After the Top-20 success of "Night Games", Ray spent most of 1981 appearing on numerous television programs, country music related or otherwise. One of his more surprising appearances took place on the daytime soap opera, Texas. Ray appeared as himself during several episodes that took place within a fictional night-club and he performed on the soap opera during his final episode. What song did he sing? "One More Last Chance"...which happened to be his current single and the title of his 1981 studio album. The title track features a heavy dose of the steel guitar and it's a lover's plea of forgiveness. The single reached the Country Top-40 but it's sound wasn't as catchy as "Night Games" happened to be but it's a great performance all the same. The album features 10 songs, the standard number of selections on most albums of the time period. The two singles open and close the album...with "One More Last Chance" kicking things off and "Night Games" wrapping things up. Sandwiched between those two recordings are 8 immaculately produced love ballads of varying tempo. By now you know that I don't pick favorites when it comes to Ray Stevens recordings...they're all good...some stand out more than others but as I've often said there's typically something great that can be taken away from any Ray Stevens recording in my opinion. One of the few uptempo songs on this particular LP is his cover of "Pretend". Traditionally performed as a slow ballad, Ray's take on the song transforms it from slow ballad to rollicking joy with a Mexican-Spanish flavor in the instrumentation. "I Believe You Love Me", a love ballad performed in part mid-tempo, tells the story of a relationship falling apart but the man thinks the woman still loves him regardless. One of the slowest ballads on the LP is "Just About Love" starts out slow and it slowly builds up to what one may think will be a powerful climax only for the tempo to fall back down abruptly to a crawl as the song comes to it's conclusion. It's a great performance about a man whose facing the facts that his relationship with a woman is coming to an end.

In the mid-tempo range comes "Let's Do It Right This Time" which tells the tale of a relationship on the verge of collapse with the man in the song urging for a do over, in other words: a second chance...which keeps in step with the overall theme of the LP. Much of the subject matter in the songs deal with marital strife, relationship misery, love gone sour, and optimistic hope for reconciliation. It's one of the more country music flavored LP's from Ray Stevens in his vast catalog of studio albums. "It's Not All Over" carries a sense of denial in that the guy refuses to accept the realities of a bad relationship and instead tries to talk himself into believing that things can be worked out. One of the most unique songs, "Melissa", is about a guy who meets up with a woman and apparently falls madly in love with her. The two are complete opposites of each other when it comes to social, economical, and culture backgrounds and yet he can't get over that one time encounter. While most of the songs deal with love gone wrong, there's one song on here that deals with love prevention and that's "Take Your Love". In it, Ray sings about the concept of pushing away a woman who gets too close because everyone the guy's had a relationship with always ends up leaving him and so he doesn't want to go through it all over again.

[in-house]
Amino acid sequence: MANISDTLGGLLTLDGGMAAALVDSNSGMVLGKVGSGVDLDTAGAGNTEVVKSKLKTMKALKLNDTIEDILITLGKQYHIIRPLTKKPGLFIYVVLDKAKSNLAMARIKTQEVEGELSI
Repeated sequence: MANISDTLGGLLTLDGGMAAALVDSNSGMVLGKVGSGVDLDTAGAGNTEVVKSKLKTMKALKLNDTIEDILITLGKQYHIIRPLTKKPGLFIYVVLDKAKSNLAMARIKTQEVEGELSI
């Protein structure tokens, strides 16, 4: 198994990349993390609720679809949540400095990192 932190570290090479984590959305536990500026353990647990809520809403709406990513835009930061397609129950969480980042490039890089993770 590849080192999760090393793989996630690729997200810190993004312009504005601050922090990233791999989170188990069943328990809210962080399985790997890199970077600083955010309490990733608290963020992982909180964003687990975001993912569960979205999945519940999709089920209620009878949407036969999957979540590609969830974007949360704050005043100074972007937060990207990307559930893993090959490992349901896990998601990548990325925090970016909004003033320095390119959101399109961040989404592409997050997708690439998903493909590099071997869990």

Studio album eighteen was a love ballad feast and an LP that was extremely serious...once again showing how multi-talented Ray Stevens happened to be vocally. This was his second studio album for RCA and the third studio album from 1982 was nothing to laugh at, either. In the meantime, Ray was revving up his engine vocally in the summer of 1981 as his voice was heard all over the world performing the theme song for the huge hit film, The Cannonball Run, starring Burt Reynolds and Dom DeLuise with an all-star supporting cast. The theme song's chorus was heard at various times throughout the film anytime there were far shots showing the progression of the auto race. Ray was also heard performing a love ballad titled "Just For the Hell of It" during a love scene. Coming up we take a look at studio album nineteen in the career of Ray on the lookout for it!